Our analysis unearthed another interesting trend. Turnover of a single provider had a significant impact on the operational performance of the entire department as measured by patient satisfaction, clinical quality metrics, throughput and chargeable hours. We believe we are the first study to quantify this particular "group" effect.


Before we discuss the implications of our findings, we want to point out that there's nothing wrong with a provider taking time — even a long time — to settle into a new position. We understand that these are highly complex jobs, and we want to give our clinicians the time, training and support they need to succeed.

The question then becomes: how can we adjust our corporate workforce strategy to mitigate the inevitable effects of turnover? One thing we've realized is that we need to look at recruiting and onboarding as a very long process. For example, if we add the 3 to 6 months it takes to recruit and credential PA or NP to a 14–24-month period of decreased productivity, the time horizon stretches beyond the two-year mark.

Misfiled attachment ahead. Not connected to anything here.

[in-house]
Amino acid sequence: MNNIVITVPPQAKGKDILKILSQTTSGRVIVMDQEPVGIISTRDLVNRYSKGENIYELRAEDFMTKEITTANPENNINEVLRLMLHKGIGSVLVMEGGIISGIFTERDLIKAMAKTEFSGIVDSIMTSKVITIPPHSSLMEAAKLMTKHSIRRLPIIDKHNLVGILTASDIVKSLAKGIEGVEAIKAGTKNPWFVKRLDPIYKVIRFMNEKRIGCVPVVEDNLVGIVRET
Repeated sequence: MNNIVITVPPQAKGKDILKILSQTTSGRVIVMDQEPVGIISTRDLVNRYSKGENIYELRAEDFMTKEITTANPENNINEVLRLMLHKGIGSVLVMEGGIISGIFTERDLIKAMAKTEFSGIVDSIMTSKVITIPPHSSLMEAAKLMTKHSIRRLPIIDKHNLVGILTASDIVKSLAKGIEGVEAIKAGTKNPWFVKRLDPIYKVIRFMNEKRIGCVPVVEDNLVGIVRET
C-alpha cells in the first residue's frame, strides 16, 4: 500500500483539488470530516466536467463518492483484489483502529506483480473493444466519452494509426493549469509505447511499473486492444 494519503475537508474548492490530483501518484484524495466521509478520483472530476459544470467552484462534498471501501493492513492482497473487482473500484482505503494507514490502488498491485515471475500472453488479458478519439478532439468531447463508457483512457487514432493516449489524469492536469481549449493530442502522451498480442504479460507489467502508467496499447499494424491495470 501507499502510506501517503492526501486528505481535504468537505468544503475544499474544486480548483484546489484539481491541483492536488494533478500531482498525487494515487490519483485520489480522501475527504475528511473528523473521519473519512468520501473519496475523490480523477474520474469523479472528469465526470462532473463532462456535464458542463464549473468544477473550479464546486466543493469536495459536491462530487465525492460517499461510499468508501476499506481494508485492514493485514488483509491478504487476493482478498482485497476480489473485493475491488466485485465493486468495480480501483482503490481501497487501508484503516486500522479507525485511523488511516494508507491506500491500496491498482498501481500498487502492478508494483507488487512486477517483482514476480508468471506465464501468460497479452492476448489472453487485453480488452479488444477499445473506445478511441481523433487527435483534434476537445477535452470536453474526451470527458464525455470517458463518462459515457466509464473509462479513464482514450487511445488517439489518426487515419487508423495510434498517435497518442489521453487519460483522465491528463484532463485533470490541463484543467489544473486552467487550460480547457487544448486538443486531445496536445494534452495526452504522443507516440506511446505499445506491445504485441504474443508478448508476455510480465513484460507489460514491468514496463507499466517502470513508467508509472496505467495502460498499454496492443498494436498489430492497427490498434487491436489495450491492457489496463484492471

So as an organization, how can we adjust our workforce strategy to meet these challenges? The easiest approach is to treat turnover as inevitable and hire accordingly. However, this strategy is quite costly and doesn't address the root causes of turnover.

A preferable approach is to boost our competitiveness by prioritizing the retention of high performing clinicians. This leads us to another question: what part of turnover is preventable, and what can we do about it?

The next phase of our research will involve identifying positive actions we can take to promote retention. This requires some additional data gathering. Our existing employee satisfaction surveys provide a "snapshot in time" but often miss the deeper, systemic factors that influence providers' career decisions.

With that in mind, we brought together our site and regional PA/NP leaders for a series of focus groups. In a future post, we'll share what we learned, and how we'll use those lessons to enhance our onboarding and retention efforts.